Data are expressed as mean ± SD. *p ˂ 0.05, versus Saline group; # p < 0.05 versus Normal group, n = 10

Fig. 1

Dot plots for representative treatment groups of Normal, Saline, Fraction A, Fraction B and Fraction C after treatment period. To determine immune activity of licorice polysaccharides on proliferation T lymphocytes through stimulation, flow cytometry assay was carried out. Whole blood was collected by retro-orbital puncture and stained with respective markers, CD3, CD4 and CD8. Normal group had a high percentage of CD4 and low CD8; Cytoxin group, high CD4 and low CD8; Fraction A, high CD4 and low CD8; Fraction B, high CD4 and low CD8 and Fraction C, low CD4 and high CD8 cells compared to Saline treated group

Cytokine serum levels

We set to evaluate antitumor potential of licorice polysaccharides through immunomodulation by measuring various peripheral cytokines (Fig. 2). After treatment period, cytokines, Interleukin 2, IL-6, IL-7, IL-10, IL-15, 1 L-17 and TNFα in CT-26 tumor bearing BALB/c mice serum were analysed. The cytokine levels were measured by magnetic bead panel assay. From the results (Fig. 2), IL-2 levels increased in all treatment groups. Fraction B had the highest increase compared to other treatment groups except cytoxin treated group, even though the difference was not significant at p < 0.05. The serum levels of IL-6 were low in all the treatment groups except for fraction B which had significantly higher levels of 28.31 ± 1.2 pg/ml at p < 0.05. In comparison to saline group, all treatment groups showed a significant increase except the cytoxin group. Furthermore, all treatment groups had an increase in the levels of IL-7 except Fraction A. That is, fraction B, the highest with 8.54 ± 1.7 pg/ml and fraction A, lowest with 1.78 ± 0.5 pg/ml. The serum levels of the other cytokines including IL-10, IL-15 and 1 L-17 were lower in all the groups,except fraction A compared to saline group. When compared with the normal group, fraction B had higher levels of IL-15 and IL-17, with IL-10 being significantly high. The serum levels of TNFα were high in all the groups except fraction B and the normal group.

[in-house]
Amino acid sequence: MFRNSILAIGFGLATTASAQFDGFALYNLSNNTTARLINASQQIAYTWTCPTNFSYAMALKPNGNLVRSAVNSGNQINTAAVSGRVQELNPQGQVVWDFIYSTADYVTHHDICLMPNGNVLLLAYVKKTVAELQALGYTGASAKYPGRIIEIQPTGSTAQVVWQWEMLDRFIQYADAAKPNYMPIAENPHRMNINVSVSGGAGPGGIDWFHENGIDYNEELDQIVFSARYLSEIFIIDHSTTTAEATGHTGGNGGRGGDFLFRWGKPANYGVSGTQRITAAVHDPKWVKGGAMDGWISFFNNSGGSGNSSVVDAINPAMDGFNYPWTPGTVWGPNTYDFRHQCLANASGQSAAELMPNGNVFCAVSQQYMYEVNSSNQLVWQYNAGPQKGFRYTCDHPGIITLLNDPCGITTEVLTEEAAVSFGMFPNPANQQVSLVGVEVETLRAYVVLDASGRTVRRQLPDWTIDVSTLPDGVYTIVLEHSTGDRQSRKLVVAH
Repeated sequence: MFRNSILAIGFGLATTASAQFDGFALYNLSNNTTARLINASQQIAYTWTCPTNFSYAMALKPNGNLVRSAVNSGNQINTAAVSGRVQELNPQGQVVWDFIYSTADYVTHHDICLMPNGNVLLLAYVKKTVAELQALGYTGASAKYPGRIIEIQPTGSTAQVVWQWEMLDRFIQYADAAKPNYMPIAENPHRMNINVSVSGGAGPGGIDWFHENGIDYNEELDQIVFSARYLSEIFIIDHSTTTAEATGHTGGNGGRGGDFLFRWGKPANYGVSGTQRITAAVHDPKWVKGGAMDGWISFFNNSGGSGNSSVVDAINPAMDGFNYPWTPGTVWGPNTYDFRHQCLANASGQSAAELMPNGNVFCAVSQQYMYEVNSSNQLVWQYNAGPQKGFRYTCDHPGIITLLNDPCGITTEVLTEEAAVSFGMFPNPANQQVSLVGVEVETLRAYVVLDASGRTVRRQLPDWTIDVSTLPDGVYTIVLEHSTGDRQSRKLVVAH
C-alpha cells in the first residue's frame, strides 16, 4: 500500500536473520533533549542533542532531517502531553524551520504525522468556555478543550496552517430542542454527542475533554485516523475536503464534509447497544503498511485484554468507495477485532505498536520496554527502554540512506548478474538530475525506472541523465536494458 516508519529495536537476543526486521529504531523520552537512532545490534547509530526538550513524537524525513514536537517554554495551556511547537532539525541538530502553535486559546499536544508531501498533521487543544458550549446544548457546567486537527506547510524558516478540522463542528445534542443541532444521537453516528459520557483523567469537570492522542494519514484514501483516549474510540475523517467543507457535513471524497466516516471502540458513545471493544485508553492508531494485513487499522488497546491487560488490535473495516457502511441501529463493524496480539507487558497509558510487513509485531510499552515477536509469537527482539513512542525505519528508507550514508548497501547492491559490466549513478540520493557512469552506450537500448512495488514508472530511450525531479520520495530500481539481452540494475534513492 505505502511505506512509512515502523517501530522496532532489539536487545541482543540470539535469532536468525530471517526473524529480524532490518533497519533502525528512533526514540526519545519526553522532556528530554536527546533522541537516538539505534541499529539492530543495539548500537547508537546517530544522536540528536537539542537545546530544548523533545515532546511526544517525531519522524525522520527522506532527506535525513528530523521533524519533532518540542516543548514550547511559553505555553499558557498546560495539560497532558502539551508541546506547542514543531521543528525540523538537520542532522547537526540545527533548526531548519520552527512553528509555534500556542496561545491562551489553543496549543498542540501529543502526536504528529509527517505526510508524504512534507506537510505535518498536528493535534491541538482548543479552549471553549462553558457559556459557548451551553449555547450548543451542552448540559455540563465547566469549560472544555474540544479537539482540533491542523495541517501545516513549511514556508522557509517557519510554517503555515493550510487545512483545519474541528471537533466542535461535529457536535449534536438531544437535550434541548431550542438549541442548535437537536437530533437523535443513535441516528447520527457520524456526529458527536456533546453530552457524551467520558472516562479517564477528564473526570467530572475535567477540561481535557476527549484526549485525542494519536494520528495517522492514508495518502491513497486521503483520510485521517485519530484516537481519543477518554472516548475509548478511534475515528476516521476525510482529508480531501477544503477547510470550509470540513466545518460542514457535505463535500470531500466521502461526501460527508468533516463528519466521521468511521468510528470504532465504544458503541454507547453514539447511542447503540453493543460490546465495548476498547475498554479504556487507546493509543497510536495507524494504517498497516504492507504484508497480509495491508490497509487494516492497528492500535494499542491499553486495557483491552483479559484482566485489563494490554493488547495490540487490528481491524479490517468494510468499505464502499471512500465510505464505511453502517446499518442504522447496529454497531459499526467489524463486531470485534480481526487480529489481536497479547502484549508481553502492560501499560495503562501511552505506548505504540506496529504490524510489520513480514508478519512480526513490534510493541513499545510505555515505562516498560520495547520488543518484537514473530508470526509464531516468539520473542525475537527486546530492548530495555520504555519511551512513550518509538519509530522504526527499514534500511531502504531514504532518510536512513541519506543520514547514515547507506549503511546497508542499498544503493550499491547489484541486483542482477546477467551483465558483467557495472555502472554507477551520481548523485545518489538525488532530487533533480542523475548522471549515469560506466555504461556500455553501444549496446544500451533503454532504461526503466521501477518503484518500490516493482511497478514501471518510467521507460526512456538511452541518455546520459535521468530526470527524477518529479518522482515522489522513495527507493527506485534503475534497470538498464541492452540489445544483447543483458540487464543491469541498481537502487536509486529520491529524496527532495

Fig. 2

Effect of Licorice polysaccharides on cytokine serum levels. Interleukin 2,6,7,10,15, 17 and TNFα. After treatment period, mice were sacrificed and cytokine levels measured by magnetic bead panel assay. Data represented as mean ± S.D. *p˂0.05 versus the Saline group, # p˂0.05 versus Normal groups

Discussion

Licorice plays an important role as an ingredient in many prescriptions used in complementary and alternative medicine. In TCM, it is prescribed for many diseases while in Japan, apart from its therapeutic use, it is also used as an ingredient in confectionary. Although the therapeutic potential of licorice have been studied, extensive work on immunomodulation and anticancer potential of its polysaccharides have not been fully exploited.